and the city of Ojai need each other. The inn has supported the
city for the past seven decades, it is our turn to support the
Carl Huntsinger said, "The OVI actively supported the city
in defeating the Weldon Canyon dump by offering financial support
and introducing us to outstanding environmental legal, consultants
and scientists. Their studies provided the necessary information
to convince the Ventura County Board of Supervisors to defeat
the dump, 4 to 1."
Karianne Bracamonte, a 17-year employee of the inn and granddaughter
of Wesley C. Hickey, a founder of Hickey Brothers, the predecessor
to Rains, said, "Naturally, people have a hard time with
change. It seems easier sometimes to just keep things the same.
In this case, I don't think we have this option. This renovation
is very much needed for the inn to compete with its industry
peers. Business will less than remain the same unless these improvements
Benci-Woodward, representing the CPO (the proponents of the Traffic
Initiative Measure C), said, "The CPO has never taken issue
with the inn's expansion. However, you cannot approve this project
tonight without overriding the traffic impact. You are voting
tonight to impact a road (Hermosa Road where trucks to the inn
will be directed thereby avoiding Ojai Avenue) that has free
flow now to LOS F (gridlock). The gridlock level is one car away.
If you approve this project tonight you have to approve more
Attorney Stone commented, "There are no project specific
impacts. The only impact is a cumulative impact - if you look
at all the traffic that would occur if the city were to build
out to its maximum to the year 2050. The inn is not building
to maximum density - it is 85 percent open space. The cumulative
impact will not cause any roads to go to a lower level of service
and is consistent with your General Plan. We are recommending
approving 'Overriding Considerations' to protect the city in
the event of another lawsuit from the CPO."
Mayor Steve Olsen asked Scott Shell with Associated Standards
Engineers to comment on the gridlock raised by Benci-Woodward.
Shell said, "We'll be full with or without the inn when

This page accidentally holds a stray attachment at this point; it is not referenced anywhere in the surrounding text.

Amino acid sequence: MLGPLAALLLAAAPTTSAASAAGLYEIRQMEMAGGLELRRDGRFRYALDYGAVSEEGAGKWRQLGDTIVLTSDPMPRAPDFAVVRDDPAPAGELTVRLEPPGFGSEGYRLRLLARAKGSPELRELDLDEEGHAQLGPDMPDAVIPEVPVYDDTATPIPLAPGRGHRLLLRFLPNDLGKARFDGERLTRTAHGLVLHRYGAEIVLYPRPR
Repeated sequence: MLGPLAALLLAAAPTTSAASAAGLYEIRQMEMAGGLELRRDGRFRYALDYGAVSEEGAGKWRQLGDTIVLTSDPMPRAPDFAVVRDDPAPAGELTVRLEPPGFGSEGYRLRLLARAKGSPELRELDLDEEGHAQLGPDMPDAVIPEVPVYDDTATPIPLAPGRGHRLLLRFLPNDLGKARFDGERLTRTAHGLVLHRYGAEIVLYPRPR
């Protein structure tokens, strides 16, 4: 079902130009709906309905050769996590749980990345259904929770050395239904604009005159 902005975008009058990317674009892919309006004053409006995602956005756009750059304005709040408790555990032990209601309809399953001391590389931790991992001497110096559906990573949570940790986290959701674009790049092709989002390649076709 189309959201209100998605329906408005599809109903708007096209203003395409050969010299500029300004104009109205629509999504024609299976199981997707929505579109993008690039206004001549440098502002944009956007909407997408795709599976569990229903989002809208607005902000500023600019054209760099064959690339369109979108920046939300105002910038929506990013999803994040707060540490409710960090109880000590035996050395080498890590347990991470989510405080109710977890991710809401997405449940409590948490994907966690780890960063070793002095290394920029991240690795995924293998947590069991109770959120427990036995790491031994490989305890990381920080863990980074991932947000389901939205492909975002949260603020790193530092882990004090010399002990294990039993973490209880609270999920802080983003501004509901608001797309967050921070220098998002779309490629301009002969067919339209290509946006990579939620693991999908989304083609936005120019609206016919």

we're at full build-out (in 2050) and regarding the Hermosa Street
intersection, that will be monitored by signals; the county has
required a bond be in place for signals when it is determined
that signals are needed. Highway 33/150 is a state highway and
Caltrans would make the ultimate decision."
Shell also noted that traffic would be reduced because there
would be fewer employees traveling on Ojai Avenue, guests don't
check in at peak hours, and the truck traffic will be restricted
to off-peak times.
Council member Sue Horgan said, "This project will ensure
the city's economic vitality for decades. The project will improve
traffic circulation and retain the majority of the property as
open space for the community will continue to support and compliment
Ojai's small-town character and the businesses downtown."
Olsen added, "I'm glad we have the opportunity to vote on
this project. If Measure C passes, we wouldn't even have the
opportunity to vote on this project."
The room thundered with applause as the council made their final
Dan Singer thanked everyone for their hard work and diligence
with the project. He also announced the Nov. 2 celebration of
the "non-election of Vince France and Steve Olsen."
Both France and Olsen are retiring after many years of active
community involvement. Everyone is invited to the celebration
and can call the City Hall for that information.
Olsen closed the session dedicating the meeting to Deno Lepas.
who died earlier this week. Olsen said, "Deno was a much-loved
industrial arts teacher. He was a great asset to this community
and I would like to dedicate this meeting to his honor."
© 2002 The Ojai Valley News